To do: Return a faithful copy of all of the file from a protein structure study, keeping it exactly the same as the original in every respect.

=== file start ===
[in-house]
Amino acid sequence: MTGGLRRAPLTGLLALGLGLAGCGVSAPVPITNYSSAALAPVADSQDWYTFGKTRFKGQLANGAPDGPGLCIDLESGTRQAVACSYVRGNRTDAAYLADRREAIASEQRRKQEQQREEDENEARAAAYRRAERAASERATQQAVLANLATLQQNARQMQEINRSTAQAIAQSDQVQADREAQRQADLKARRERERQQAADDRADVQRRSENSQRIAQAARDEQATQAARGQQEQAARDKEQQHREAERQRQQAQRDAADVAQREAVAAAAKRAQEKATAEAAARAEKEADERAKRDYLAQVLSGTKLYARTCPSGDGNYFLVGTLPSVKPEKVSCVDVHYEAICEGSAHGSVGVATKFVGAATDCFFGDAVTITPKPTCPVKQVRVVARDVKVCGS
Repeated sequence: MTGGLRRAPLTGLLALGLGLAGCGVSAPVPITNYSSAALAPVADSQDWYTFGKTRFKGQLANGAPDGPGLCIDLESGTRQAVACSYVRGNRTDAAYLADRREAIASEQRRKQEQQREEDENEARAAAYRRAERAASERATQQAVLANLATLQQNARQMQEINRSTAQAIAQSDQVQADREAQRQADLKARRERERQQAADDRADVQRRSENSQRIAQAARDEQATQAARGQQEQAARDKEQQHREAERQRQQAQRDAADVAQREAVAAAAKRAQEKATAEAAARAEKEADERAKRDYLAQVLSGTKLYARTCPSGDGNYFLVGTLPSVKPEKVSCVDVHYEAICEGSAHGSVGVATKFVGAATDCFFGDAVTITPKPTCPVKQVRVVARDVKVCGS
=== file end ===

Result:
[in-house]
Amino acid sequence: MTGGLRRAPLTGLLALGLGLAGCGVSAPVPITNYSSAALAPVADSQDWYTFGKTRFKGQLANGAPDGPGLCIDLESGTRQAVACSYVRGNRTDAAYLADRREAIASEQRRKQEQQREEDENEARAAAYRRAERAASERATQQAVLANLATLQQNARQMQEINRSTAQAIAQSDQVQADREAQRQADLKARRERERQQAADDRADVQRRSENSQRIAQAARDEQATQAARGQQEQAARDKEQQHREAERQRQQAQRDAADVAQREAVAAAAKRAQEKATAEAAARAEKEADERAKRDYLAQVLSGTKLYARTCPSGDGNYFLVGTLPSVKPEKVSCVDVHYEAICEGSAHGSVGVATKFVGAATDCFFGDAVTITPKPTCPVKQVRVVARDVKVCGS
Repeated sequence: MTGGLRRAPLTGLLALGLGLAGCGVSAPVPITNYSSAALAPVADSQDWYTFGKTRFKGQLANGAPDGPGLCIDLESGTRQAVACSYVRGNRTDAAYLADRREAIASEQRRKQEQQREEDENEARAAAYRRAERAASERATQQAVLANLATLQQNARQMQEINRSTAQAIAQSDQVQADREAQRQADLKARRERERQQAADDRADVQRRSENSQRIAQAARDEQATQAARGQQEQAARDKEQQHREAERQRQQAQRDAADVAQREAVAAAAKRAQEKATAEAAARAEKEADERAKRDYLAQVLSGTKLYARTCPSGDGNYFLVGTLPSVKPEKVSCVDVHYEAICEGSAHGSVGVATKFVGAATDCFFGDAVTITPKPTCPVKQVRVVARDVKVCGS